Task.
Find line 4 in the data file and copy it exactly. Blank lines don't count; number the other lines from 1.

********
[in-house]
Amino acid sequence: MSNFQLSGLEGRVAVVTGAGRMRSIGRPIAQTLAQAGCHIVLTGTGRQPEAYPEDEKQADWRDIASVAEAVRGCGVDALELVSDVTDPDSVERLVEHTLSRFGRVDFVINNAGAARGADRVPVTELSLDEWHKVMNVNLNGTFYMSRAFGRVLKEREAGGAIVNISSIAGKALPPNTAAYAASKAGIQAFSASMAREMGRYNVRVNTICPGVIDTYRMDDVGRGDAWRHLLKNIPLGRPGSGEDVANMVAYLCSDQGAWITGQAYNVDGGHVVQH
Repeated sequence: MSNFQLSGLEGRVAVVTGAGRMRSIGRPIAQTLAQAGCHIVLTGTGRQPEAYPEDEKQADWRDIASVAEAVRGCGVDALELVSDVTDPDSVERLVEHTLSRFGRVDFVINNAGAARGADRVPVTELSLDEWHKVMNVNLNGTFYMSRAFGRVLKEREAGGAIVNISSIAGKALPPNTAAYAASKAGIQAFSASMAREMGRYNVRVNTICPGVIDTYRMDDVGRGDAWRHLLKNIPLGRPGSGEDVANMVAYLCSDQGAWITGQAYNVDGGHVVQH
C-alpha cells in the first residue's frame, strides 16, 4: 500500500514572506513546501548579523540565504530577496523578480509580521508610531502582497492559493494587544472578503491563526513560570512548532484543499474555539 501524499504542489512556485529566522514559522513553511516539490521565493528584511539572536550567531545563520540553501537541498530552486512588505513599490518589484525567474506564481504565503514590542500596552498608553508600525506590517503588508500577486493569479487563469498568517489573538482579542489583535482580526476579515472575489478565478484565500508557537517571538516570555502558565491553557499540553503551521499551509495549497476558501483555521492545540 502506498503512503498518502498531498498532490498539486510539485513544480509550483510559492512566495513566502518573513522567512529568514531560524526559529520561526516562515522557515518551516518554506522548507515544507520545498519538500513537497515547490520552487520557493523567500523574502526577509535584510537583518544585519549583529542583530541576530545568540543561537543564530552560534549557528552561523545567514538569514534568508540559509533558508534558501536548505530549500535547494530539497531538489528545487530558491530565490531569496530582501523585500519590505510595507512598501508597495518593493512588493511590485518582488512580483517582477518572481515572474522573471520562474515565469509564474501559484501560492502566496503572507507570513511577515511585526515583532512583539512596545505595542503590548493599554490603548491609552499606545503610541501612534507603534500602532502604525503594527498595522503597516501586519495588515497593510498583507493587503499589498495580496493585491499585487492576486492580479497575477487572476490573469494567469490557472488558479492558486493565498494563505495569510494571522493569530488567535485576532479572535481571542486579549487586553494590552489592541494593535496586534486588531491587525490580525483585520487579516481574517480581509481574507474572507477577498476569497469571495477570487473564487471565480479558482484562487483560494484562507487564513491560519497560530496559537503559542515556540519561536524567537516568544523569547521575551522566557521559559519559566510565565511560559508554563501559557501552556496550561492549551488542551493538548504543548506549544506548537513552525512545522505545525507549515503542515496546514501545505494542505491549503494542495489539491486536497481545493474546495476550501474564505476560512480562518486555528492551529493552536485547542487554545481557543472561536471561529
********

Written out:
C-alpha cells in the first residue's frame, strides 16, 4: 500500500514572506513546501548579523540565504530577496523578480509580521508610531502582497492559493494587544472578503491563526513560570512548532484543499474555539 501524499504542489512556485529566522514559522513553511516539490521565493528584511539572536550567531545563520540553501537541498530552486512588505513599490518589484525567474506564481504565503514590542500596552498608553508600525506590517503588508500577486493569479487563469498568517489573538482579542489583535482580526476579515472575489478565478484565500508557537517571538516570555502558565491553557499540553503551521499551509495549497476558501483555521492545540 502506498503512503498518502498531498498532490498539486510539485513544480509550483510559492512566495513566502518573513522567512529568514531560524526559529520561526516562515522557515518551516518554506522548507515544507520545498519538500513537497515547490520552487520557493523567500523574502526577509535584510537583518544585519549583529542583530541576530545568540543561537543564530552560534549557528552561523545567514538569514534568508540559509533558508534558501536548505530549500535547494530539497531538489528545487530558491530565490531569496530582501523585500519590505510595507512598501508597495518593493512588493511590485518582488512580483517582477518572481515572474522573471520562474515565469509564474501559484501560492502566496503572507507570513511577515511585526515583532512583539512596545505595542503590548493599554490603548491609552499606545503610541501612534507603534500602532502604525503594527498595522503597516501586519495588515497593510498583507493587503499589498495580496493585491499585487492576486492580479497575477487572476490573469494567469490557472488558479492558486493565498494563505495569510494571522493569530488567535485576532479572535481571542486579549487586553494590552489592541494593535496586534486588531491587525490580525483585520487579516481574517480581509481574507474572507477577498476569497469571495477570487473564487471565480479558482484562487483560494484562507487564513491560519497560530496559537503559542515556540519561536524567537516568544523569547521575551522566557521559559519559566510565565511560559508554563501559557501552556496550561492549551488542551493538548504543548506549544506548537513552525512545522505545525507549515503542515496546514501545505494542505491549503494542495489539491486536497481545493474546495476550501474564505476560512480562518486555528492551529493552536485547542487554545481557543472561536471561529